NASA is considering a variety of means to mitigate the threat posed by radiation, including the use of resources located on Mars itself to serve as a shield. Image Credit: NASA

There are two different types of radiation that pose a threat to astronauts traveling to different deep space destinations. The first is what is known as galactic cosmic rays, or “GCRs.” These come from high-energy events outside of our solar system (such as supernova explosions). The other form of hazardous radiation comes from a much closer source: our Sun. This is known as solar energetic particles, or “SEPs,” and originate from coronal mass ejections and solar flares.

Shielding that NASA currently uses on its spacecraft does a good job of protecting against SEPsbut not so well against GCRs. NASA is looking into a variety of ways to mitigate the threat posed by radiation. One concept is to employ advanced propulsion concepts to limit the travel time between Earth and Mars. While on the surface of Mars, astronauts would construct structures using what are known as “in-situ” resources. These are materials found at their destination. One example of this would have crew cover their structures with Martian soil, which would in-turn block some of the radiation.

NASA JPL MSL Mars Science Laboratory rover Curiosity RAD findings posted on AmericaSpace

Curiosity carries a dosimeter, of sorts, to measure radiation from outer space and the Sun. This graphic shows the change of radiation levels detected by Curiosity’s Radiation Assessment Detector (RAD) on Mars over three and a half hours on Aug. 6, 2012. Image Credit: NASA

“Scientists need to validate theories and models with actual measurements, which RAD is now providing,” said Donald M. Hassler, the principal investigator of the RAD experiment. “These measurements will be used to better understand how radiation travels through deep space and how it is affected and changed by the spacecraft structure itself. The spacecraft protects somewhat against lower energy particles, but others can propagate through the structure unchanged or break down into secondary particles.”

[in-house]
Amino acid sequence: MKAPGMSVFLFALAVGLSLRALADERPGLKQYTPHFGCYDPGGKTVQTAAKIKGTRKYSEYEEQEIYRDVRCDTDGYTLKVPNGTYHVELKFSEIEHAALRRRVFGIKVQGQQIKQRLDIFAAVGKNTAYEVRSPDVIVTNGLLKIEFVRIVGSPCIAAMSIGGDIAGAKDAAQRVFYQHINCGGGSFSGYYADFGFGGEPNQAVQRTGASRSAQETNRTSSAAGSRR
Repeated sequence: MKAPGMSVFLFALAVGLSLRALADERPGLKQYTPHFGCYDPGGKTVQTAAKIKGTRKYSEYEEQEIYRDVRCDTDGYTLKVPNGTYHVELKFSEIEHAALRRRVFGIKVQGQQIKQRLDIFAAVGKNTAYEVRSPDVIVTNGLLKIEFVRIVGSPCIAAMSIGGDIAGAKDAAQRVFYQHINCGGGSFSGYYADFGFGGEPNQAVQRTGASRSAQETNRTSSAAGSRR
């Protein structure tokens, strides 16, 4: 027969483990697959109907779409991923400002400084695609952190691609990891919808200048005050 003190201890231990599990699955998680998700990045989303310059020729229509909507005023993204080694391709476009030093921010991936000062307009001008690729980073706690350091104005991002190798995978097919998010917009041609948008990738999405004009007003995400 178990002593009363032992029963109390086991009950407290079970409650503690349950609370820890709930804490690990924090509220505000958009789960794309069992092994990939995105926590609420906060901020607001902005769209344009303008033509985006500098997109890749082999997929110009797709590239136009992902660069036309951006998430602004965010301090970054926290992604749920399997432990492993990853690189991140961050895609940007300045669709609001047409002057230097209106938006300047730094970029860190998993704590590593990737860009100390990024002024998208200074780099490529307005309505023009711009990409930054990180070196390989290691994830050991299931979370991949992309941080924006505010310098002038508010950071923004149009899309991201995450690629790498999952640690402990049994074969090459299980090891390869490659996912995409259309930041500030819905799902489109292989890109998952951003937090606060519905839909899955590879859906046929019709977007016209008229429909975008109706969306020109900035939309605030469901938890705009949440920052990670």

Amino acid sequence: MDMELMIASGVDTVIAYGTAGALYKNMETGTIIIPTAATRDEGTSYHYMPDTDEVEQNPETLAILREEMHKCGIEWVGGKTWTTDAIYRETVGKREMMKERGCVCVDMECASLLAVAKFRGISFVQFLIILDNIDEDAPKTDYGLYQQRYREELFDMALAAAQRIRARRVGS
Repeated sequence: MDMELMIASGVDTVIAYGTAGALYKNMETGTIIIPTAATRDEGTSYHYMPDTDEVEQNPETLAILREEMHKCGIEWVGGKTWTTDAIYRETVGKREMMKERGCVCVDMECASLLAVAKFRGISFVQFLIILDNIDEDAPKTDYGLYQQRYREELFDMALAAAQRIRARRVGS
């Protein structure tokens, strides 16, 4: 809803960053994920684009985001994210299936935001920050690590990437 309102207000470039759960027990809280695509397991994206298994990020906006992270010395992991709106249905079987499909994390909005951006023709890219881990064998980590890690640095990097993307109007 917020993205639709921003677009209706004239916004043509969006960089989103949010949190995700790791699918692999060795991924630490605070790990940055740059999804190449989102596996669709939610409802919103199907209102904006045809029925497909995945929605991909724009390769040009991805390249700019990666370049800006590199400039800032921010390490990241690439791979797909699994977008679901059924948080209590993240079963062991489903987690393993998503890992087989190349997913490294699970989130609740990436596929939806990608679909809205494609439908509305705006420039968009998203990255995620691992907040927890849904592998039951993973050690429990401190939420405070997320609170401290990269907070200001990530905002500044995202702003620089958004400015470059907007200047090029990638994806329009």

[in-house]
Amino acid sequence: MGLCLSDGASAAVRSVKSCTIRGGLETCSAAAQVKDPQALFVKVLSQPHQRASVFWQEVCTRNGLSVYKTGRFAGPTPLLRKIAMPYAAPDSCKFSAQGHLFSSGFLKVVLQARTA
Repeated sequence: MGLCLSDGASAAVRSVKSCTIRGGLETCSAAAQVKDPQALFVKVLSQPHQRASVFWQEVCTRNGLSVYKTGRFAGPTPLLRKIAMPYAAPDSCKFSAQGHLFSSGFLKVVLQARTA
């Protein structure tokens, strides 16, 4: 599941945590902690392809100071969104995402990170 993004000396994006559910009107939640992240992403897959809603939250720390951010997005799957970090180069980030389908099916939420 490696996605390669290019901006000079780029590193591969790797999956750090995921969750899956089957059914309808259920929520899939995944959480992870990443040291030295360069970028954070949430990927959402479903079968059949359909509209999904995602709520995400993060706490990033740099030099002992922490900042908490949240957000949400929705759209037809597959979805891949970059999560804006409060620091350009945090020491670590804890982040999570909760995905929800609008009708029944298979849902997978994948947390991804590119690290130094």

Curiosity was launched atop a United Launch Alliance Atlas V rocket in November 2011. The one-ton rover touched down on the surface of the Red Planet last August (2012). Since arriving at Gale Crater on Mars, the rover has made a number of discoveries that have expanded our understanding of Mars. The rover’s primary mission is to determine if, sometime in the planet’s past or present, the conditions ever existed to support microbial life. Curiosity is the largest rover ever sent to Mars, is about the size of a compact car, and has a primary mission scheduled to last two years.

 

NASA image of prominence solar flare photo credit NASA posted on AmericaSpace

While NASA has had success at protecting crews from solar energetic particles, which are somewhat easier to predict and prevent against, it has had limited success with high-energy sources of radiation such as galactic cosmic rays, which originated from deep space. Photo Credit: NASA

 

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5 comments to Curiosity Finds Radiation Levels That Could Impact Human Mars Missions

  • Interesting find. It is quite obvious that more research needs to be done to protect a crew before a manned flight is possible. But the obstacles will be overcome. This is yet another example of how space exploration triggers new understandings and promotes advances in technology that will ultimately benefit us here on Earth.

  • 100 mSv per year is otherwise known as no cancer risk. The MSL measured 1.8 mSv per day. So for 6 – 8 mo. journey that would be 324 to 432 mSv for the entire trip. If they got the whole trips dose in one minute they would show no signs of radiation poisoning below 400 mSv.

    To mitigate this issue… send non smokers.

  • herman

    Would using sheets of magnets covering the capsule help any?
    The kind you use on your frige.